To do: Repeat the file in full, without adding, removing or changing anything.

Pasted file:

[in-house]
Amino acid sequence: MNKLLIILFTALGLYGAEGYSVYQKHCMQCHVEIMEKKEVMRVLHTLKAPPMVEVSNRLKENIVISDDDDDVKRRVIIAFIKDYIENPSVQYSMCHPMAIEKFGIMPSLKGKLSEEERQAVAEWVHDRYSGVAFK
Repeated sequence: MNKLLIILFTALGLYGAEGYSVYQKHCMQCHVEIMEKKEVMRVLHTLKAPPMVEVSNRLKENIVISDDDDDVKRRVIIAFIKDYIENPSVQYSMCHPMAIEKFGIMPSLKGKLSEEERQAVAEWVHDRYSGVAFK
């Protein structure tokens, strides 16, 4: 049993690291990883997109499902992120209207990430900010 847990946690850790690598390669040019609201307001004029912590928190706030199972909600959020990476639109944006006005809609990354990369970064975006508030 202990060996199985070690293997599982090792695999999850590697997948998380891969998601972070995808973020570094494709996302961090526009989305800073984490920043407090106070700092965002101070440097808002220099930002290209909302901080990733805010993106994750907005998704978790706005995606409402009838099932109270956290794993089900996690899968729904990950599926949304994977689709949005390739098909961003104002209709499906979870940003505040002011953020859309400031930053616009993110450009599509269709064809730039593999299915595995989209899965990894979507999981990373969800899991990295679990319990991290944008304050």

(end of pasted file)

[in-house]
Amino acid sequence: MNKLLIILFTALGLYGAEGYSVYQKHCMQCHVEIMEKKEVMRVLHTLKAPPMVEVSNRLKENIVISDDDDDVKRRVIIAFIKDYIENPSVQYSMCHPMAIEKFGIMPSLKGKLSEEERQAVAEWVHDRYSGVAFK
Repeated sequence: MNKLLIILFTALGLYGAEGYSVYQKHCMQCHVEIMEKKEVMRVLHTLKAPPMVEVSNRLKENIVISDDDDDVKRRVIIAFIKDYIENPSVQYSMCHPMAIEKFGIMPSLKGKLSEEERQAVAEWVHDRYSGVAFK
């Protein structure tokens, strides 16, 4: 049993690291990883997109499902992120209207990430900010 847990946690850790690598390669040019609201307001004029912590928190706030199972909600959020990476639109944006006005809609990354990369970064975006508030 202990060996199985070690293997599982090792695999999850590697997948998380891969998601972070995808973020570094494709996302961090526009989305800073984490920043407090106070700092965002101070440097808002220099930002290209909302901080990733805010993106994750907005998704978790706005995606409402009838099932109270956290794993089900996690899968729904990950599926949304994977689709949005390739098909961003104002209709499906979870940003505040002011953020859309400031930053616009993110450009599509269709064809730039593999299915595995989209899965990894979507999981990373969800899991990295679990319990991290944008304050």